(CTN News) – Chinese tourists are receiving a royal treatment under a new visa-free program that has resulted in a resurgence of visitors to Thailand’s famed beaches, shopping centres, and ancient temples.
As part of his plan to revitalise Thailand’s economy, newly appointed Prime Minister Srettha Thavisin declared that Chinese and Kazakh visitors would not need visas to enter the nation between September 25 and February 24 of next year.
The measure was implemented in time for the “Golden Week” holiday season that begins on October 1 and celebrates China’s National Day.
This year’s Golden Week runs from September 29th to October 8th, coinciding with the Mid-Autumn Festival. It’s also one of the rare vacation times for Chinese citizens since the COVID-19 outbreak that doesn’t involve any travel restrictions.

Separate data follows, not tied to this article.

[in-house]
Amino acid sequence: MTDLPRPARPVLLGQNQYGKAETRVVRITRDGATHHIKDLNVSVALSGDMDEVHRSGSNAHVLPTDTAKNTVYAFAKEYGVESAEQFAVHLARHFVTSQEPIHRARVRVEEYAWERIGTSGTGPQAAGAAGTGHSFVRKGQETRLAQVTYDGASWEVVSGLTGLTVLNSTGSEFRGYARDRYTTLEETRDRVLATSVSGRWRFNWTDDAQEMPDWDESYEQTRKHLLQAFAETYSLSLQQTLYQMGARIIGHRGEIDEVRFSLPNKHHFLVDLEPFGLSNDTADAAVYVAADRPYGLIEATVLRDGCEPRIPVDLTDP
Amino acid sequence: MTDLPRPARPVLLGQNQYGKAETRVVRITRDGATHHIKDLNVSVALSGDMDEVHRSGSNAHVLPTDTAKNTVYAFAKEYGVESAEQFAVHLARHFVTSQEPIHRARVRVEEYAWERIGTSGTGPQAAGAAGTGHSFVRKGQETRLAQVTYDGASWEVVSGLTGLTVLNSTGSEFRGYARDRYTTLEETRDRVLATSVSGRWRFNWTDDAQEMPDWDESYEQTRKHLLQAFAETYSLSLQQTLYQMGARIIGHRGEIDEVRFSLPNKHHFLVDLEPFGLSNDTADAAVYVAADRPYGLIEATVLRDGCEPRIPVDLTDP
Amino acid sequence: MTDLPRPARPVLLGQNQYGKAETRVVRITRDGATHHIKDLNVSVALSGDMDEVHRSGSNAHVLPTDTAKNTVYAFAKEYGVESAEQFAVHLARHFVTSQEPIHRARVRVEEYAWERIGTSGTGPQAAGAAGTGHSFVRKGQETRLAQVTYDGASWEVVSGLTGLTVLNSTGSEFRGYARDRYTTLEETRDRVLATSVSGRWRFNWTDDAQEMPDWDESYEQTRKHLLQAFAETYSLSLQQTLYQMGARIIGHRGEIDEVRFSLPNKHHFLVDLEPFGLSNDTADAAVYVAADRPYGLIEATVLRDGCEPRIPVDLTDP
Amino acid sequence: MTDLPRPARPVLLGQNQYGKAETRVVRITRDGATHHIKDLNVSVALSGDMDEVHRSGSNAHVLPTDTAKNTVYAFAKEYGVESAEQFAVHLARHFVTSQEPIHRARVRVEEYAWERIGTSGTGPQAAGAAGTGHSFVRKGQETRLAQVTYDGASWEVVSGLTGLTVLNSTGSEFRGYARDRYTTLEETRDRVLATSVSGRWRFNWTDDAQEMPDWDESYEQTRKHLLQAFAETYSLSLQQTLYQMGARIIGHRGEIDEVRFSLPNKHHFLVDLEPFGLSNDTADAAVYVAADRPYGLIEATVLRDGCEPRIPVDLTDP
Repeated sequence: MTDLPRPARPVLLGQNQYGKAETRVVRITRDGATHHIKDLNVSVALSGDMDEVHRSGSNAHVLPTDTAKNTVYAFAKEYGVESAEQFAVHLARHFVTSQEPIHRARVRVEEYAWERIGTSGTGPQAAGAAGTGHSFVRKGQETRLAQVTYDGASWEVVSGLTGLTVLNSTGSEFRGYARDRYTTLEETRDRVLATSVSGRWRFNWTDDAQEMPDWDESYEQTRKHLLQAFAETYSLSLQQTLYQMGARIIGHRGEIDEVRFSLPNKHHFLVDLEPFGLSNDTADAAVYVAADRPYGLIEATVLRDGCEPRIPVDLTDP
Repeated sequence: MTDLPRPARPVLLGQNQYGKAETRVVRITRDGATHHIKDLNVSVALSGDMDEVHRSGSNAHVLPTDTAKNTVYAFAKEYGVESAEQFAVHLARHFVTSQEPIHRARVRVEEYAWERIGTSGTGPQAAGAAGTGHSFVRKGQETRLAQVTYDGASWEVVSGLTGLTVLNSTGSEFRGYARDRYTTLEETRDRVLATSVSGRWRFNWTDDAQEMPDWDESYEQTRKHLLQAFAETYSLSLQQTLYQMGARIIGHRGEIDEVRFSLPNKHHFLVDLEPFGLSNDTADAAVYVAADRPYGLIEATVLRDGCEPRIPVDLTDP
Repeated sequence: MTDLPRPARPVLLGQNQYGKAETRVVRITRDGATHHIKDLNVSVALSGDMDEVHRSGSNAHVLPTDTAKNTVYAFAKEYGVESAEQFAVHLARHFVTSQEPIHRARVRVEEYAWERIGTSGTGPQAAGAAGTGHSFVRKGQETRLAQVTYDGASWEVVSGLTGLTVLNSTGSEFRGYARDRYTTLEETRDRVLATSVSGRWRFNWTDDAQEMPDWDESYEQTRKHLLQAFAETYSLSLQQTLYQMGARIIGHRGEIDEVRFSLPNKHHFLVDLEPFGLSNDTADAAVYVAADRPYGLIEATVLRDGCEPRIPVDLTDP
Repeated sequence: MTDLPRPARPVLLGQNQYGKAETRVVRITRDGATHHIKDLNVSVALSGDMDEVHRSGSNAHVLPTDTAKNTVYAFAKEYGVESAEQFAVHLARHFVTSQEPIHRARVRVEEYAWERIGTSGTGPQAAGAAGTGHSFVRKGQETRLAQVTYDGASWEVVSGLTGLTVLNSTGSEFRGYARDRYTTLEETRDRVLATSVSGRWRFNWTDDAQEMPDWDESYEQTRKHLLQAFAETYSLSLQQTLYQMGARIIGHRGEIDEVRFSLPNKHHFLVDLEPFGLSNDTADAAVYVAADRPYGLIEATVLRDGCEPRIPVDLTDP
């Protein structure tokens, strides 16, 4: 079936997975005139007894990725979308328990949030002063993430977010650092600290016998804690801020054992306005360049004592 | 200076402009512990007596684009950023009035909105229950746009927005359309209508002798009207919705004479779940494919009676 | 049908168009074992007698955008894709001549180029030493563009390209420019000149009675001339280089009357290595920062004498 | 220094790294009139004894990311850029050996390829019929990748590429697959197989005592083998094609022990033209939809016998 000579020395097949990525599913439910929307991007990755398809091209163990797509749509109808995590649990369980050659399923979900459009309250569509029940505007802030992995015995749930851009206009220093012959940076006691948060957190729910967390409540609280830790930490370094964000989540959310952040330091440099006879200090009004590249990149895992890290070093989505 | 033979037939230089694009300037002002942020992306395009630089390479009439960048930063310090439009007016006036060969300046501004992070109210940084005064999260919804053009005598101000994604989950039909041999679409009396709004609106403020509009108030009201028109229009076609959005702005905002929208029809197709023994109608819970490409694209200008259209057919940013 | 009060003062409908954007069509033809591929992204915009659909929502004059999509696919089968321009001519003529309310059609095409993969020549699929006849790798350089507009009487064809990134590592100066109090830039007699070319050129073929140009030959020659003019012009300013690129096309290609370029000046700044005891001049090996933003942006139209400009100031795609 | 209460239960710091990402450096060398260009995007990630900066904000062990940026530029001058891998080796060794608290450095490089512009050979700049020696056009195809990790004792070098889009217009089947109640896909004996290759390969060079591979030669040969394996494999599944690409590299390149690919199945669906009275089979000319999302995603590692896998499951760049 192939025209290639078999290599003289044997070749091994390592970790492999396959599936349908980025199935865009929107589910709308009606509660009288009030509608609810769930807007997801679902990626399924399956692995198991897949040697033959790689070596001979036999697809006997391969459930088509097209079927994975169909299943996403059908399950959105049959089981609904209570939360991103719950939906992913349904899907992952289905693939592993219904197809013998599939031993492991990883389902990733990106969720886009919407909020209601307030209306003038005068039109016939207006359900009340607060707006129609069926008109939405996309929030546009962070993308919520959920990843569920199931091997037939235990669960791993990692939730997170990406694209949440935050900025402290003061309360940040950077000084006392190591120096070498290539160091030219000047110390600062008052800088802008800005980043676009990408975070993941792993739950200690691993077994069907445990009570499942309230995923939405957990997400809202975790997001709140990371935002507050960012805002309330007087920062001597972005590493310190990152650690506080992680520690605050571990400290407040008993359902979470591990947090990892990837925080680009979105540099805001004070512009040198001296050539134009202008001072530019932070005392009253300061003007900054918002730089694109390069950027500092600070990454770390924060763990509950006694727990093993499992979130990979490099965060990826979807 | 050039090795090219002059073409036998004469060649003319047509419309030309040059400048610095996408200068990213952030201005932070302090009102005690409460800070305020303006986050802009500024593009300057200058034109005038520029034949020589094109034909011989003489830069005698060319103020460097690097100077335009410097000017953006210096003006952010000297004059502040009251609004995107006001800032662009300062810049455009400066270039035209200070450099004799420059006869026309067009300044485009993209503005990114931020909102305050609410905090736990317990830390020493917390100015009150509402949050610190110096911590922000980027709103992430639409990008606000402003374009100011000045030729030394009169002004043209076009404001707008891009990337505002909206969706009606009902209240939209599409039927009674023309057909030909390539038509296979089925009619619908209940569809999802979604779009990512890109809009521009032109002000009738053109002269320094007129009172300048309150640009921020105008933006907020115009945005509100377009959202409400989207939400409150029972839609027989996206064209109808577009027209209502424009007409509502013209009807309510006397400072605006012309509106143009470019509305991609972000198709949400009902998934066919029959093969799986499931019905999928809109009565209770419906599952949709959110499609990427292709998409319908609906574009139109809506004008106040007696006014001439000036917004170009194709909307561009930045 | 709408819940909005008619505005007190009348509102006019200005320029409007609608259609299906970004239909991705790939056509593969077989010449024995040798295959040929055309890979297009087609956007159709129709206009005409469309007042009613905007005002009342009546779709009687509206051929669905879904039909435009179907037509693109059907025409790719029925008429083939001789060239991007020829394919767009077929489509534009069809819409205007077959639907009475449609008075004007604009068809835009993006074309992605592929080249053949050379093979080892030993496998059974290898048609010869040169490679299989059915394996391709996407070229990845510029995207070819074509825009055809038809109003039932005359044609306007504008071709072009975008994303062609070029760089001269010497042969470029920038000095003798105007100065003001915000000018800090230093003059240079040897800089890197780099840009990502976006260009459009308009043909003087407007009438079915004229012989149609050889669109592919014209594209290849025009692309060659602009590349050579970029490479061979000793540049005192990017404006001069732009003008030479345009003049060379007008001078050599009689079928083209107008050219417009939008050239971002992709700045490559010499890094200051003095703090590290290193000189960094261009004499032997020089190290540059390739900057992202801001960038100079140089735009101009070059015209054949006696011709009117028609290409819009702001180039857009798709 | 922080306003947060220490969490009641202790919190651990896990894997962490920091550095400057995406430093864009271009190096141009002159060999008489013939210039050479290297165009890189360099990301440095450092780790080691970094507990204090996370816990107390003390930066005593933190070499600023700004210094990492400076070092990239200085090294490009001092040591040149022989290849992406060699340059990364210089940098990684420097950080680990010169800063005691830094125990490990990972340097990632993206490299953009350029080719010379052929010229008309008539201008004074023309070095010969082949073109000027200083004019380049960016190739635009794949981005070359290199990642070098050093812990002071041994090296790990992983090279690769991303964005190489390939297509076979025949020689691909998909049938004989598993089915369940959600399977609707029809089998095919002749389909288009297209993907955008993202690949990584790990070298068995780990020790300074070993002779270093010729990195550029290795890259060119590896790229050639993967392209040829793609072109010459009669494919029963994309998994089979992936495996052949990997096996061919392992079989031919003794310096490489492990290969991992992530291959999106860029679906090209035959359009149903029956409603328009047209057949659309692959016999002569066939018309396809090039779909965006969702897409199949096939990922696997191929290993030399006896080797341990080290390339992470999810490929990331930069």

Gifts were presented to Chinese tourists coming from Shanghai at Bangkok’s Suvarnabhumi Airport on Monday, the first day of the visa-free program, by Sretta and the tourism minister.
“We are confident that this scheme will boost the economy substantially,” Sretta told the press.
We hope to increase the number of Chinese visitors visiting all of Thailand, not just the more popular destinations like Chiang Mai, Bangkok, Pattaya, and Phuket.
He said the Thai government would want to see more tourists spending more time in rural areas.
Chinese Foreign Minister Wang Wenbin stated at a press conference on Tuesday that Beijing appreciated the country’s hosts’ “warm welcome” this week.
Before the Covid-19 outbreak devastated the global tourism industry in 2019, China was the leading source of visitors to Thailand, with around 11 million people planning to travel to the Southeast Asian country in 2019.
That’s a dramatic change from projections for the year 2023. According to statistics provided by the Tourism Authority of Thailand, only 2.2 million Chinese visitors arrived between January and September 10.